However, as luck would have it, -- and Hoyt's luck never had been good, -- his employer asked one day what had become of those photographs. Hoyt tried to evade making an answer, but the effort was futile, and he had to get out the finished prints and exhibit them. The older man sat staring at them a long time.
"Hoyt," he said, "you're a young man, and very likely you have never seen anything like this before. But I have. Not exactly the same thing, perhaps, but similar phenomena have come my way a number of times since I went in the business, and I want to tell you there are things in heaven and earth not dreamt of --"
"Oh, I know all that tommy-rot," cried Hoyt, angrily, "but when anything happens I want to know the reason why and how it is done."
"All right," answered his employer, "then you might explain why and how the sun rises."
But he humored the young man sufficiently to examine with him the baths in which the plates were submerged, and the plates themselves. All was as it should be; but the mystery was there, and could not be done away with.
Hoyt hoped against hope that the friends of the dead woman would somehow forget about the photographs; but the idea was unreasonable, and one day, as a matter of course, the daughter appeared and asked to see the pictures of her mother.
"Well, to tell the truth," stammered Hoyt, "they didn't come out quite -- quite as well as we could wish."
"But let me see them," persisted the lady. "I'd like to look at them anyhow."
"Well, now," said Hoyt, trying to be soothing, as he believed it was always best to be with women, -- to tell the truth he was an ignoramus where women were concerned, -- "I think it would be better if you didn't look at them. There are reasons why --" he ambled on like this, stupid man that he was, till the lady naturally insisted upon seeing the pictures without a moment's delay.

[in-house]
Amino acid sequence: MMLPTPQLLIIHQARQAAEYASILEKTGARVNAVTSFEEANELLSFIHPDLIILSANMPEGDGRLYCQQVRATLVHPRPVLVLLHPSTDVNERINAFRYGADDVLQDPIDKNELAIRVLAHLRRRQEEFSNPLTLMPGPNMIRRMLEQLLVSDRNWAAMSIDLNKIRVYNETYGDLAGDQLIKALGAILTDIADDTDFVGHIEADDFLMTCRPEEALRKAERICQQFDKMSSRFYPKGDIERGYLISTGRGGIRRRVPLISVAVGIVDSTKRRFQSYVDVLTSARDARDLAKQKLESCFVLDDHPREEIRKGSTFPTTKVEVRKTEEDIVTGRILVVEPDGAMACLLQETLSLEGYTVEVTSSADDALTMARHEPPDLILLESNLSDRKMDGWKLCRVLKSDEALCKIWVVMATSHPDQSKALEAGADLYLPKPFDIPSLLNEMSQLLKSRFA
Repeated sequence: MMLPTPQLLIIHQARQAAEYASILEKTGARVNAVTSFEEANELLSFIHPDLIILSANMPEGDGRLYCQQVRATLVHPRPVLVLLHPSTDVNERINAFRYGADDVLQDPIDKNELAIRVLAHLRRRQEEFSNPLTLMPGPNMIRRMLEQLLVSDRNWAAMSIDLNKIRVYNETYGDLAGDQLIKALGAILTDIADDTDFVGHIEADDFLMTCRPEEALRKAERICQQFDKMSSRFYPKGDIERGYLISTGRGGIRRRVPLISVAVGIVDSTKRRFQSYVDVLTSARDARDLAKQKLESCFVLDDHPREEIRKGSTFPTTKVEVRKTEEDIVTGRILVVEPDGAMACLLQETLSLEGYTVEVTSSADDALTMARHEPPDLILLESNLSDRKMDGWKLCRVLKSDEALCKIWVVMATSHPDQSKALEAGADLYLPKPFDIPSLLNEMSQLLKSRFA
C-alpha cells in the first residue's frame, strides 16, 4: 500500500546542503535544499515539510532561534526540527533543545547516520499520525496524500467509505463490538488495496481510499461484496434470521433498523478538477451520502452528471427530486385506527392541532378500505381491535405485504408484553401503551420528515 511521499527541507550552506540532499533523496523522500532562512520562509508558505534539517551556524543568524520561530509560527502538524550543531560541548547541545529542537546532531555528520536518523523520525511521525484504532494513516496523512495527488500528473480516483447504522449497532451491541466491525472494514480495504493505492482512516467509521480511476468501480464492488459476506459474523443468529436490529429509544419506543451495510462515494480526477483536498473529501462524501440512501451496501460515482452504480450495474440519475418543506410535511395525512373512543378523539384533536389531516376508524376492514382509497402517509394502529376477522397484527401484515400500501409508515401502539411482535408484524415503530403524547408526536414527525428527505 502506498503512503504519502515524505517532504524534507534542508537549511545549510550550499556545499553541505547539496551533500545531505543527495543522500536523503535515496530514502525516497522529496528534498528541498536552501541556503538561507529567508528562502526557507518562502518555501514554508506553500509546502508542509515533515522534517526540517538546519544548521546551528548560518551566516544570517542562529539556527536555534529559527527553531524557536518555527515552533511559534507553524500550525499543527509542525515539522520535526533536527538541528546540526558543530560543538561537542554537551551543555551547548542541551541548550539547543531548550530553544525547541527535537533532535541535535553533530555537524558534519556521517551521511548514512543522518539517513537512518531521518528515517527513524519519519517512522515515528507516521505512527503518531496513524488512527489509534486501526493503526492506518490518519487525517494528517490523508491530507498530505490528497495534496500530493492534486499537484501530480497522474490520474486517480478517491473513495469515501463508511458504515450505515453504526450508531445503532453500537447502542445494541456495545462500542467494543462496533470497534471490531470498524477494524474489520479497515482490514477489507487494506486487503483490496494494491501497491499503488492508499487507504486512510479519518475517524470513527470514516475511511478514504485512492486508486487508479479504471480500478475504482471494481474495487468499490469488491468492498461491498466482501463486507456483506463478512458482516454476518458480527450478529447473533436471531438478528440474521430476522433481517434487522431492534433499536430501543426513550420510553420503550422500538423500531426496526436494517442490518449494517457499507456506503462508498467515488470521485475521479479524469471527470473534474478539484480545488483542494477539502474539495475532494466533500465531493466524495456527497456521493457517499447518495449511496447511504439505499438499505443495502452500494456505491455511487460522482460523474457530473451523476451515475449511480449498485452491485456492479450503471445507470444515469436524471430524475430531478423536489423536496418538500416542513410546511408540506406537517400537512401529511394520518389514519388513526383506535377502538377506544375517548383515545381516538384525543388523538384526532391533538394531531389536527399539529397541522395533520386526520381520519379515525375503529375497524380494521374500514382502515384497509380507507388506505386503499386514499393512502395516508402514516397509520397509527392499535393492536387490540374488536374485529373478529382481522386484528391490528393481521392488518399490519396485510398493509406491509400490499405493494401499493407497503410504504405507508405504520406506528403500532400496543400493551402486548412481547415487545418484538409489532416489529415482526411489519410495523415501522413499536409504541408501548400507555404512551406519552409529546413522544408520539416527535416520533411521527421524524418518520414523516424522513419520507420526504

So poor Hoyt brought them out and placed them in her hand, and then ran for the water pitcher, and had to be at the bother of bathing her forehead to keep her from fainting.
For what the lady saw was this: Over face and flowers and the head of the coffin fell a thick veil, the edges of which touched the floor in some places. It covered the features so well that not a hint of them was visible.
"There was nothing over mother's face!" cried the lady at length.
"Not a thing," acquiesced Hoyt. "I know, because I had occasion to touch her face just before I took the picture. I put some of her hair back from her brow."
"What does it mean, then?" asked the lady.
"You know better than I. There is no explanation in science. Perhaps there is some in -- in psychology."
"Well," said the young woman, stammering a little and coloring, "mother was a good woman, but she always wanted her own way, and she always had it, too."
"And she never would have her picture taken. She didn't admire her own appearance. She said no one should ever see a picture of her."
"So?" said Hoyt, meditatively. "Well, she's kept her word, hasn't she?"
The two stood looking at the photographs for a time. Then Hoyt pointed to the open blaze in the grate.
"Throw them in," he commanded. "Don't let your father see them -- don't keep them yourself. They wouldn't be agreeable things to keep."
"That's true enough," admitted the lady. And she threw them in the fire. Then Virgil Hoyt brought out the plates and broke them before her eyes.
And that was the end of it -- except that Hoyt sometimes tells the story to those who sit beside him when his pipe is lighted.
Return to the Elia W. Peattie library , or . . . Read the next short story; Story of the Vanishing Patient